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10 Major Sources of Retirement Income

June 22nd, 2016 | 3 min. read

By Jacob Schroeder


10_Major_Sources_of_Retirement_Income-image.jpgIf you’ve run a marathon (and even if you haven’t), you know how challenging it is and how much effort it takes. You have to commit to strenuous, hard work in order to achieve your goal of crossing the finish line. There’s discipline and strategy involved. Then there’s the emotional aspect: Have I trained hard enough? Have I the energy to get through the race? What will I do if I can’t finish?

These characteristics are why many people like to describe retirement as a marathon rather than a sprint. It takes a lot to reach the goal of financial independence.

But it’s more apt to consider retirement a triathlon. That’s because you should expect to use several means to generate the income you need to live a comfortable retirement and not run out of money.

People get retirement income from a variety of sources: retirement savings accounts, Social Security, your home, rental properties, etc. A 2015 Gallup poll found which 10 income sources are most often considered major sources by workers and retirees.

In addition to knowing how much you need in retirement, it’s just as important to understand where the money will come from. So here are 10 ways you can receive income in retirement:

  1. Retirement savings accounts: Most workers (49%) plan to rely on retirement savings accounts, such as 401(k)s and IRAs. Retirement accounts were also the third most common source of income for retirees (25%). This emphasizes the importance of saving as much as possible during your working years. Additionally, it’s important to get professional guidance to appropriately invest and manage your assets for your specific financial goals.
  2. Social Security: Although some think Social Security will end, it will likely remain a major income source for you in retirement. In fact, Social Security is consistently the top source for retirees (59%). Therefore, it should still be a major part of your retirement planning process. Remember, when you claim affects the size of your benefit. A permanent reduction is applied if you claim at the earliest age, 62. You receive a credit if you delay until age 70. However, the goal should be to maximize all of your sources together, which means the right age to claim depends on your personal situation.
  3. Other savings accounts or CDs: Over a quarter of workers (27%) expect their retirement money to be held in savings accounts. Meanwhile, only 8% of retirees say they are a major income source. In periods of low interest rates, savings accounts and CDs may not provide enough growth to beat inflation, making them a risky place to put a significant portion of your retirement money. Instead, consider using these financial vehicles for short-term financial goals or for building an emergency fund.
  4. Work-sponsored pension: The trend toward fewer and fewer offered pension plans is reflected in the large portion of workers (40%) who say a pension will not be a source of retirement income. If you’re fortunate to receive a pension, carefully consider the pros and cons between taking a lump sum and monthly payments. You may want to seek the professional help of an adviser to determine which option is best for you. Also, be mindful that pensions can be cut, even when you are retired.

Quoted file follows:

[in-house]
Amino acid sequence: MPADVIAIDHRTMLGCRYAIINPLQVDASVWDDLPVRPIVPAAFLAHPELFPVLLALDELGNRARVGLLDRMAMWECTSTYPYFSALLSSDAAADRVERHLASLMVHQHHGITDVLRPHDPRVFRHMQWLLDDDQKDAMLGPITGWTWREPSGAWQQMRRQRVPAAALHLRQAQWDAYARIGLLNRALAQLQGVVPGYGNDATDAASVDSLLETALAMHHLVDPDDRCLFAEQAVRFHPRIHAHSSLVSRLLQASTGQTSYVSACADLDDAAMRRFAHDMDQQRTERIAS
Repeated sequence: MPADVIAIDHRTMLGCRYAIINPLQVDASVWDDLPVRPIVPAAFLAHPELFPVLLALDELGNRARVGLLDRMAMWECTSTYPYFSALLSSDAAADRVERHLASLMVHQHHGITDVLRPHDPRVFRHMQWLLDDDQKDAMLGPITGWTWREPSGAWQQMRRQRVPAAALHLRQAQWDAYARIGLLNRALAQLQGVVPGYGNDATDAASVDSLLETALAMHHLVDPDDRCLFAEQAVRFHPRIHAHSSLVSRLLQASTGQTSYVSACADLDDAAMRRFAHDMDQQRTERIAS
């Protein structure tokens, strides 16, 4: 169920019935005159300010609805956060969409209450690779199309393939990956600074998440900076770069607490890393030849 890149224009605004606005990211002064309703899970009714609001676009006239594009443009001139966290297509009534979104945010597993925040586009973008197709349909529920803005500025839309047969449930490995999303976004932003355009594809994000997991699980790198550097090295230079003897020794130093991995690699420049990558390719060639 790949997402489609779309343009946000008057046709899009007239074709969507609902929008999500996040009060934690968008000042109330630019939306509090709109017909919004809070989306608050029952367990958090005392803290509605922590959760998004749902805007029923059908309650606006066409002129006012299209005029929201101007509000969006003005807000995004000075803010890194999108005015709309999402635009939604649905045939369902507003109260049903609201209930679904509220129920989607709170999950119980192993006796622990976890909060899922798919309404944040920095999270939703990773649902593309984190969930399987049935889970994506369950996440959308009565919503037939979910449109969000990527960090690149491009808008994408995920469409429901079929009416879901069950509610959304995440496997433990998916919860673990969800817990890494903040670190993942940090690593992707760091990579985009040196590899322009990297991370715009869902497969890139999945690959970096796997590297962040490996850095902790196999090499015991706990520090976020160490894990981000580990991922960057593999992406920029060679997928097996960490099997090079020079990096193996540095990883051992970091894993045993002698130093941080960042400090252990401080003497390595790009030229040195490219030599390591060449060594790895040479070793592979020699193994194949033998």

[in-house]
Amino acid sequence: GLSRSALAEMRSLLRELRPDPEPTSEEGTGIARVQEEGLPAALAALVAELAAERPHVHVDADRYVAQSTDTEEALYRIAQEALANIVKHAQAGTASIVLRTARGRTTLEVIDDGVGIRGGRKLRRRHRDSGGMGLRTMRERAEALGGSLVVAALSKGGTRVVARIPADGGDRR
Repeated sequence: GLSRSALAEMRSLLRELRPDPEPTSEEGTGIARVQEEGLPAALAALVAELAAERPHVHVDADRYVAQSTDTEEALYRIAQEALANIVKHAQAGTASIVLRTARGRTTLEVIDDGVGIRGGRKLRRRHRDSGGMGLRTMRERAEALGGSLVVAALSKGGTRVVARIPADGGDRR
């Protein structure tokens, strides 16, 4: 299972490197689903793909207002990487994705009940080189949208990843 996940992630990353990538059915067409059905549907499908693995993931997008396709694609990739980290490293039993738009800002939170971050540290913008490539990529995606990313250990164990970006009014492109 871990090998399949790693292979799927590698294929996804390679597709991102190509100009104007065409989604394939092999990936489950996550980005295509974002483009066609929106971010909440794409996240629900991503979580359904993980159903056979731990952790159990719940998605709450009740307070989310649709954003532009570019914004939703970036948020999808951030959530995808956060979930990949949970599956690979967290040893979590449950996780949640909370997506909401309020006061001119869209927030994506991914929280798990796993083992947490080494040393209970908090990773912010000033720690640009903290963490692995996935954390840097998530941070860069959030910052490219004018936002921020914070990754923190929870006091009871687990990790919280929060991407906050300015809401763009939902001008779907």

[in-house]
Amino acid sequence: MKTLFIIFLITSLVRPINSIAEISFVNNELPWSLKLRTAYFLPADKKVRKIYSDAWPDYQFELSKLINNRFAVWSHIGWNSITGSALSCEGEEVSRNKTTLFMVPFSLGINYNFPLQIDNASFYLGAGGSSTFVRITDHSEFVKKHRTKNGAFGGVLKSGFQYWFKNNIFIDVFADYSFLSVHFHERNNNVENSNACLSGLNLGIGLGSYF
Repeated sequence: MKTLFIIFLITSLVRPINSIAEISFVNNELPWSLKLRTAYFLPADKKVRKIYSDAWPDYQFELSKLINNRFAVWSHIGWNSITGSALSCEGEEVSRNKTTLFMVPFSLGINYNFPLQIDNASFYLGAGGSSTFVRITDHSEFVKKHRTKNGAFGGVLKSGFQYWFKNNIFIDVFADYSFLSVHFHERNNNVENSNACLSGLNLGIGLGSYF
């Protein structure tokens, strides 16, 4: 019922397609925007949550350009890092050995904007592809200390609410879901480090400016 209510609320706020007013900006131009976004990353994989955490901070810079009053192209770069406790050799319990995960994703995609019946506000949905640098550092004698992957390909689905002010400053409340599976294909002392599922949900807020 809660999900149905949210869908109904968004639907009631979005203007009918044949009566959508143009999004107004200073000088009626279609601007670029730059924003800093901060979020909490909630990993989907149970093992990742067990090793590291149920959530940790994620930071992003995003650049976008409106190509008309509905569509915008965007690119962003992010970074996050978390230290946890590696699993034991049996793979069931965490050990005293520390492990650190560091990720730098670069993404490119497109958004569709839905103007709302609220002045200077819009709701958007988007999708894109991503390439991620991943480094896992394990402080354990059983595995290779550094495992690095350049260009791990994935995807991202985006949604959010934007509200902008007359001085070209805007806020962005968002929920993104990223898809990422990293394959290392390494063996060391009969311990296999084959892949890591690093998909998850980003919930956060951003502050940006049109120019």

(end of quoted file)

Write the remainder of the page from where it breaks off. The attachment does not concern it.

5. Part-time work: Workers and retirees are at odds when it comes to part-time work. Only 3% of retirees claim part-time work is a major source of income. But 21% of workers plan to keep working in retirement. Perhaps, this is because each generation defines retirement differently. Many future retirees plan to use retirement to pursue new interests. Of those who plan to work in retirement, 44% will search for a job in a new field of interest, according to an AARP study.
  6. Home equity: Your home may be your most valuable asset. Over a fifth of workers (21%) say the equity they have in their homes will be a major income source. Downsizing can provide a financial windfall to boost your retirement. It also makes sense as you need less space or a home more suitable to your retirement lifestyle. A reverse mortgage is another option, but be aware of the complexity and potential risks involved.
  7. Individual stock or stock mutual funds: Although 20% of workers believe individual stocks and funds will be a major source of income, don’t plan on it. Consider that 58% of retirees say they are not a source of income. Trying to bet on individual securities or to time the market is very difficult and comes with a lot of risk.
  8. Money from inheritance: When it comes to retirement, you should focus on what you can control, such as investment costs and your behavior, instead of the generosity of a dead, rich uncle. And most people do, as very few workers and retirees consider inheritance to be a major source of retirement income. If, however, you know with certainty that you are bequeathed money, don’t spend it before you actually get it.
  9. Annuities or insurance plans: Insurance products such as annuities are one option for creating another guaranteed income stream like Social Security or a pension. However, they are not for everyone. They can be expensive and illiquid and have large penalties.
  10. Rent and royalties: These are known as passive income sources. They require little effort in exchange for money on a regular basis. For example, renting out a vacation home throughout the year. Although they do not rank highly for either workers or current retirees, the advent of the “sharing economy” may change that for future retirees.



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Speak with an Advance Capital adviser who can help create a financial plan – no cost, no obligation – that details your potential retirement income sources. Fill out the contact form here or call 800-345-4783.